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Net Interest Margin Optimization and IBM might have clock cycles


Sandberg, Finding NIMo,  Finding NIMo v10.

The Board of Governors of the Federal Reserve System, via the Comprehensive Capital Analysis and Review (CCAR) program, has opened up a $100+ billion annual market in optimizing the Net Interest Margin at significant banks in expected case scenarios. This note describes a novel Control Theory implementation of the Net Interest Margin Optimization (NIMo) algorithm that is most relevant to banks with 1+ trillion dollar balance sheets and subject to CCAR regulatory reporting. Broadly, the idea is to automate the Bank’s discretionary capital allocation plan to optimize the new business revenue (e.g., funding loans with deposits) relative to dynamic operational and market constraints. We are working with Cray Inc. to host this computation on a large-scale, parallel, competitive, contemporary hardware platform transitioning from AVX2 on Haswell to AVX 3.2 on Skylake., Libor Market Model, here. Java implementation zipped up here

This page describes the implementation of a simple LIBOR Market Model. The model is single-currency, single-curves (although extensions are straight forward).

Brigo, Libor and Swap market model lecture notes, here.

Andrew Lesniewski, Libor Market Model 2008, here.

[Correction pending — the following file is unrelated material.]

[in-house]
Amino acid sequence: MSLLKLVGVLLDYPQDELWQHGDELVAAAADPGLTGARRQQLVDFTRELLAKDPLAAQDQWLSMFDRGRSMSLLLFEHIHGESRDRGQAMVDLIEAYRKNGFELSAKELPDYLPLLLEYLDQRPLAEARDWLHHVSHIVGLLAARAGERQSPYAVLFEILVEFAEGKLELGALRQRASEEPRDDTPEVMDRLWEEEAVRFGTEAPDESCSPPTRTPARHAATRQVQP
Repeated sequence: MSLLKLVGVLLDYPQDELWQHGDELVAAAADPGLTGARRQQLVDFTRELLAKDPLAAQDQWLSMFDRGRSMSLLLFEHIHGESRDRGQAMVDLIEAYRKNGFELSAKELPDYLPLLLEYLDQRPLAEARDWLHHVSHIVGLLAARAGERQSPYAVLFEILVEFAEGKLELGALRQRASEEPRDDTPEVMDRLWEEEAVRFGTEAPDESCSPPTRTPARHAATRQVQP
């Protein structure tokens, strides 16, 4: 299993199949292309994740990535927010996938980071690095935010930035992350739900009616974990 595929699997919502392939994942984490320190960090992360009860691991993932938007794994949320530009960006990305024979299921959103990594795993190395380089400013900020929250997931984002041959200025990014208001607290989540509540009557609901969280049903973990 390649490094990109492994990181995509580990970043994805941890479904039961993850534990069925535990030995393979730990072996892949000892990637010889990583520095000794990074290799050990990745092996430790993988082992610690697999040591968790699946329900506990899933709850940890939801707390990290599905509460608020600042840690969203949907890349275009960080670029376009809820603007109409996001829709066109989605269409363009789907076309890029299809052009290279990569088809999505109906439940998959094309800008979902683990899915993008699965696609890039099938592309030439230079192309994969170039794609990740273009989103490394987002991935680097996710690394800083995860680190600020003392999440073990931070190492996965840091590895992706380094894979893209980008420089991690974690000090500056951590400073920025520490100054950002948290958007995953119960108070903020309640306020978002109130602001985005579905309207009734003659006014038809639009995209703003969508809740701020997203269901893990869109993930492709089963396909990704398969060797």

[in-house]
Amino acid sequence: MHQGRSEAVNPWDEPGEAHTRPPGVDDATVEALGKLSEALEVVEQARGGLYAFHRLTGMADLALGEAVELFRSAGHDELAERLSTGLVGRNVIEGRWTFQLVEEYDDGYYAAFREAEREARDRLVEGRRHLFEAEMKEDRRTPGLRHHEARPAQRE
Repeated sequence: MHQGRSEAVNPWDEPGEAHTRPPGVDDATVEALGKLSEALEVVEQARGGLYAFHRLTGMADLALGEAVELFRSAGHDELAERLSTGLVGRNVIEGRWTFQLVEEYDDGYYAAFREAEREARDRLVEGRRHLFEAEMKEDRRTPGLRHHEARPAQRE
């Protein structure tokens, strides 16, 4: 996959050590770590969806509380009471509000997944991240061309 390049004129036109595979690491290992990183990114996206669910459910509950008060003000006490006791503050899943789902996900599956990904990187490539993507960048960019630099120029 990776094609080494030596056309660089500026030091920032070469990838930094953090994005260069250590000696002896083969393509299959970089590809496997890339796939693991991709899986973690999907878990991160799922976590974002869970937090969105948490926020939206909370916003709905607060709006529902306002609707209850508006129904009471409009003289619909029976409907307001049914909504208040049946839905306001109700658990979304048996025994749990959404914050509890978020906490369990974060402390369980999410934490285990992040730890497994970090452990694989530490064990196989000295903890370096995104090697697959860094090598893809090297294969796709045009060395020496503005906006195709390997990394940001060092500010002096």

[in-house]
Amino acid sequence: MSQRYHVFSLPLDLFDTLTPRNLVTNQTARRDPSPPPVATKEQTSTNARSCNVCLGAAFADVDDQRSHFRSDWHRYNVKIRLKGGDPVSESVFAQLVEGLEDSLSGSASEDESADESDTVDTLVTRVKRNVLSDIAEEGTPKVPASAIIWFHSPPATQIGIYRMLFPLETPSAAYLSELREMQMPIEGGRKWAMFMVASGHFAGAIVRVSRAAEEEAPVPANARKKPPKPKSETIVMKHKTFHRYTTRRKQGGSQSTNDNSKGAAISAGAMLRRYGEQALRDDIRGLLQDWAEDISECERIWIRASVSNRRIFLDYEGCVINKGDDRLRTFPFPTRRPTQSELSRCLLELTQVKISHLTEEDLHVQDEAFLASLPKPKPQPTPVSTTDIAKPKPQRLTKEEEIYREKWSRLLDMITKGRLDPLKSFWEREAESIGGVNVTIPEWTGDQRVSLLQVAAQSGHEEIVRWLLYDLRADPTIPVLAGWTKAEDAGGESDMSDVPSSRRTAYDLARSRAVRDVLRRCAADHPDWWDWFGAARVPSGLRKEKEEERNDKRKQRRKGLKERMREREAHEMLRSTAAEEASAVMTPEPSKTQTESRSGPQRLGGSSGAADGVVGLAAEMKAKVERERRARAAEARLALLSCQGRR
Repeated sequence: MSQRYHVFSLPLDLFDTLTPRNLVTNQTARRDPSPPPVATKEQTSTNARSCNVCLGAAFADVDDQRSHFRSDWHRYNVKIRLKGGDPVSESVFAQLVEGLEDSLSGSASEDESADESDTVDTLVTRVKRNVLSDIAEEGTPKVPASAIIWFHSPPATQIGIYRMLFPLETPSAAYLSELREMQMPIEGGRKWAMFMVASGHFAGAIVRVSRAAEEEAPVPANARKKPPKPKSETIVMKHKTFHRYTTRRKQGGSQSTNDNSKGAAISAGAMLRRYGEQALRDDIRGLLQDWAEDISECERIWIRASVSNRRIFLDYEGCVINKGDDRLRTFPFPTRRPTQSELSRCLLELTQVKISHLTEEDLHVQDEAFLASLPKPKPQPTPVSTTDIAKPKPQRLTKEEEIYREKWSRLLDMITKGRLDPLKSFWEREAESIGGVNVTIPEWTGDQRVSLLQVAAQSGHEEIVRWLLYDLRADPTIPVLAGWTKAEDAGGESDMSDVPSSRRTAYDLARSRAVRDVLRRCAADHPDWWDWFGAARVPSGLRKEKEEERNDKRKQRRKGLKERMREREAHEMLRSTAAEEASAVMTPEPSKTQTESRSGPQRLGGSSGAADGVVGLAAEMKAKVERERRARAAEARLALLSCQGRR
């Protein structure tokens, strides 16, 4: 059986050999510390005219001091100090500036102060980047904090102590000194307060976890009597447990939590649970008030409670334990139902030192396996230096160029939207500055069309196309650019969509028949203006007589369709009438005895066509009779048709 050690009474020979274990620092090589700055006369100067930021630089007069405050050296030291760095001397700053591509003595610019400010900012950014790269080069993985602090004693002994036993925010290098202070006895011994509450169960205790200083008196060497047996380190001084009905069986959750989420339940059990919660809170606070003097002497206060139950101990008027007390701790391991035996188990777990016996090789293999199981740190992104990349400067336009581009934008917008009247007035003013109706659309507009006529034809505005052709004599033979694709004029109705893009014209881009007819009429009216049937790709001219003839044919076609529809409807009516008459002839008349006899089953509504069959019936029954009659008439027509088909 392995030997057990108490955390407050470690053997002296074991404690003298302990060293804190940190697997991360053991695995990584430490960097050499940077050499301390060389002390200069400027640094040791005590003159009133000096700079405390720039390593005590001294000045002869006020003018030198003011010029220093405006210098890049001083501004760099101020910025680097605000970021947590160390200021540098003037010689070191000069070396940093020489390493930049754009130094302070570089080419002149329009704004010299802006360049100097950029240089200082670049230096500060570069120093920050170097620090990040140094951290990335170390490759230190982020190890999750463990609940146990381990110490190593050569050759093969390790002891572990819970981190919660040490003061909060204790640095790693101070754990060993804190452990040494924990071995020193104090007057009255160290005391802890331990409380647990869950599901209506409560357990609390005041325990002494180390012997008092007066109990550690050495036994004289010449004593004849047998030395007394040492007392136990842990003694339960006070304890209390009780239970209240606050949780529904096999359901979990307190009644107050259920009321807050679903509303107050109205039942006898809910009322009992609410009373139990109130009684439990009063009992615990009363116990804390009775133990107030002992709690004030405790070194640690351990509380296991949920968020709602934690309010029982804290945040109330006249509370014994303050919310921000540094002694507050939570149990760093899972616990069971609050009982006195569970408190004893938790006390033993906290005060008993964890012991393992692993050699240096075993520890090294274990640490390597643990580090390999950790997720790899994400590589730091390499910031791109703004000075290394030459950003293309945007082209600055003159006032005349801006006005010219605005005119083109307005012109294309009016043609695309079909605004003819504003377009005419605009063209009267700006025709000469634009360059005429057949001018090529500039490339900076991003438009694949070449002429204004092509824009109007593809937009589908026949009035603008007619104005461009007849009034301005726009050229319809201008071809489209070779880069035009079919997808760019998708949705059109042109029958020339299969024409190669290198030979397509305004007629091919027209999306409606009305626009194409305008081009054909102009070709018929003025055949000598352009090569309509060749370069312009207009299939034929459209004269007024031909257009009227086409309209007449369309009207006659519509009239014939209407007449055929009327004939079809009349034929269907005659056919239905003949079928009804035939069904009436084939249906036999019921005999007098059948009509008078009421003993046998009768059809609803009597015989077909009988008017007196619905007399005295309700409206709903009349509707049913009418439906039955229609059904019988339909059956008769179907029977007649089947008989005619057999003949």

Joel Hruska, ExtremeTech, IBM breakthrough improves carbon nanotube scaling below 10nm, here.

The new approach involves welding — nanowelding — a nanotube with molybdenum before they are self-aligned as transistor channels. The final step is to heat the assembly to 850C, melting the molybdenum off and creating carbide. According to Richard Doherty, of Envision Engineering, this solution gives IBM a unique advantage in scaling all the way down to 1.8nm. According to EETimes, IBM may be prepping this technology to be ready at the 5nm node, for introduction at 3nm and below. With the method already proven in theory at 9nm, there seems to be little barrier to further scaling.

R. Colin Johnson, EE Times, IBM Nanotubes May Redefine Future of Moore’s Law, here. Get your xlc compilers out.

If a breakthrough in carbon nanotube transistors from IBM Research pans out, the hard stop of 2028 in International Technology Roadmap for Semiconductors (ITRS) is about to get extended. IBM says it has found a way to scale down the channel length to the 1.8 nanometer node (four technology generations away) and beyond to the angstrom level eventually. If they are right, Moore’s Law may now be extended to the sub-nanometer angstrom (1/10th of a nanometer) levels using the same extreme-ultraviolet (EUV) complementary metal oxide semiconductor (CMOS) process technologies already in place.

“The 1.2 nanometer wide carbon nanotube channel is already proven,” Shu-Jen Han, IBM manager of nanoscale science and technology at its T.J. Watson Research Center (Yorktown, Heights) told EE Times in an exclusive interview. “The major issue for scaling, not only for carbon nanotubes, but for silicon and III-V materials [indium, gallium, arsenide] is the contact—which is no longer scaling.”


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